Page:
Birds are the next class of organisms in our tour of vertebrates. Officially, the class “birds” is called “Aves,” again this is a Latin word. On the outside, birds look much different from the class reptilia, however birds are believed to have evolved from an extinct order of reptiles. Since we have spend a fair amount of time on reptiles, birds should be easy. So in some ways, birds, like modern reptiles are the descendants of dinosaurs. How than are birds and reptiles similar? The easiest way to understand this is to think of how a small dinosaur would need to evolve to gain the ability to fly. Let’s discuss this….
You guys came up with most of the important adaptations that a dinosaur would need to fly. However lets refine these ideas a bit and discuss the characteristics that all birds have.All birds have feathers, most birds use feathers for flight, however some birds are now flightless. These flightless birds have found a niche in an environment that makes flying not necessaryAll birds are endothermic. Unlike reptiles and the other vertebrates we have studied, birds regulate their internal body temperature. Endothermy is commonly known as being “warm-blooded.” Reptiles body temperature changes with the air temperature. Birds try to keep their body at a constant temperature.Birds have hollow bones that allow for lighter weigh bodiesBirds have a 4-chambered heart. Because moving wings takes a lot of energy, birds must circulate oxygen quickly through out their body. A 4-chambered heart allows an animal to have much higher oxygen capacityAmniotic Eggs. Like reptiles, birds have external embryonic development using the amniotic egg. Forelimbs have evolved into wings. Birds don’t have arms, they have wingsBirds are toothless. Hard birds beaks have evolved to function similarly to teeth
The most important bird adaptation is the modification of reptilian scales into feathers. YES…FEATHERS ARE SIMIPLY MODIFIED SCALES. Feathers are the perfect flying device. They are lightweight, strong and still provide enough lift for flight. Not only are feathers used for flight, but they also provide warmth allowing birds to inhabit much colder environment than their reptilian cousins. We’ll use the Smartboard to label the parts of the feather using the diagram on the slide. As the diagram shows…feathers are more connected than they appear. There are 3 main types of feathers:Down feathers which are the “undercoat” for the bird. Down feathers provide incredible amounts of warmth for the birds. People use goose down for jackets, bedding, sleeping bags and much more.Contour feathers are on the outside of the bird and streamline the bird reducing drag during flight. Think of contour feathers like the outside of a race car…the body of a race car needs to be sleek and smooth. Contour feather do this for the bird.Flight feathers are found on the wings and tail and are used by the bird for controlling itself during flight. Because balance is so important during flight, birds always molt their flight feathers in pairs so they maintain wing and tail balance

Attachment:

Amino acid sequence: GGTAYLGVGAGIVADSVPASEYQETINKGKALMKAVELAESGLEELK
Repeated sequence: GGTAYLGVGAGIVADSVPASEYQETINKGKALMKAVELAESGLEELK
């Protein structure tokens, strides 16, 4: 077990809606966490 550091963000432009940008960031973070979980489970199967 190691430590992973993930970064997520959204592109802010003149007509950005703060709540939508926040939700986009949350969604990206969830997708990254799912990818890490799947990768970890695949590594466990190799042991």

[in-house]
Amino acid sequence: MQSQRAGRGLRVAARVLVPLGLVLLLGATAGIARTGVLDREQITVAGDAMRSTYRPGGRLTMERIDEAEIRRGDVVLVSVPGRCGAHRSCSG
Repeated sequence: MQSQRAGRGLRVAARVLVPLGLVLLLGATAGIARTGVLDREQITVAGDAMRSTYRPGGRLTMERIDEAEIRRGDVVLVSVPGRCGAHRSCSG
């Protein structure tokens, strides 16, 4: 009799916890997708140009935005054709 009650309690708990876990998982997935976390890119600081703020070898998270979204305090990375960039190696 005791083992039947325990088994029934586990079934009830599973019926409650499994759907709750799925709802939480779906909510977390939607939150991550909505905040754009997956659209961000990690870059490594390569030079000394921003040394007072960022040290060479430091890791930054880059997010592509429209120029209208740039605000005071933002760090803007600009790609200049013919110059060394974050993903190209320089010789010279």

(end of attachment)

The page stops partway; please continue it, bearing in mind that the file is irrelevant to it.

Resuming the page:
Because birds don’t have teeth or forelimbs, their beaks are used for many different functions. Over the course of many generations, bird beaks have evolved with the available food in an environment. Charles Darwin actually used the beak shapes different types of finches to help develop his theory of natural selection. Lets discuss and label each type of beak….
As we discussed earlier, reptiles and birds are closely related. The feet of birds are one area that really shows this. Birds have reptile like scales on their feet. This was one of the first ways that early scientists explained the evolution of vertebrates. Why do birds have such different feet? Because the forelimbs of birds have evolved into wings, the hind limbs are used for many tasks that other animals would use their forelimbs for. Let’s discuss and label each type of bird foot.
There are over 20 different orders of birds, but we are going to only discuss 4 today. How might birds be grouped into orders? You guys did a great job of coming up with the ways scientists group birds. Generally speaking, birds are grouped:By beak typeBy foot typeBy plumageBy bone structureBy muscle arrangement
Birds of prey are divided into two classes. The first class is daytime birds of prey called the Falcomiformes and include birds such as eagles, falcons, hawks, and vultures. They are typically the largest and fastest of all birds. The fastest bird is the peregrine falcon, which can dive at speeds over 200 mph. Let’s watch this video clip of peregrine falcons (click on the hyperlink).The second class is the nighttime birds of prey called the strigiformes and make up all the owls. The owl’s unique facial features help in navigation and finding prey at night. Let’s watch this video clip of a snow owl (click on the hyperlink).
Shorebirds make up the class called: charadriformes. These birds include the ever popular seagull and sandpiper. These birds have wading legs and scavenge for food along waterfront areas or in the case of seagulls even landfills! Most people that live close to the ocean consider seagulls “rats with wings.” For the most part we would agree that birds are not the smartest of animals, but I had to show this video clip of a very enterprising seagull (click on the hyperlink).
There are several groups of flightless birds that we could discuss, but it’s hard to argue with the incredible beauty of the penguin. Penguins belong in the class: sphenisciformes. They are found in Arctic or Antarctic waters. They have lost their ability to fly in the air, but have gained the ability to “fly’ underwater. If you have ever been to the zoo and seen penguins swim, you will agree that they truly fly in water. Their feathers are modified for cold temperatures and water. Let’s watch this video clip of king penguins from the BBC and our friend David Attenborough (click on the hyperlink).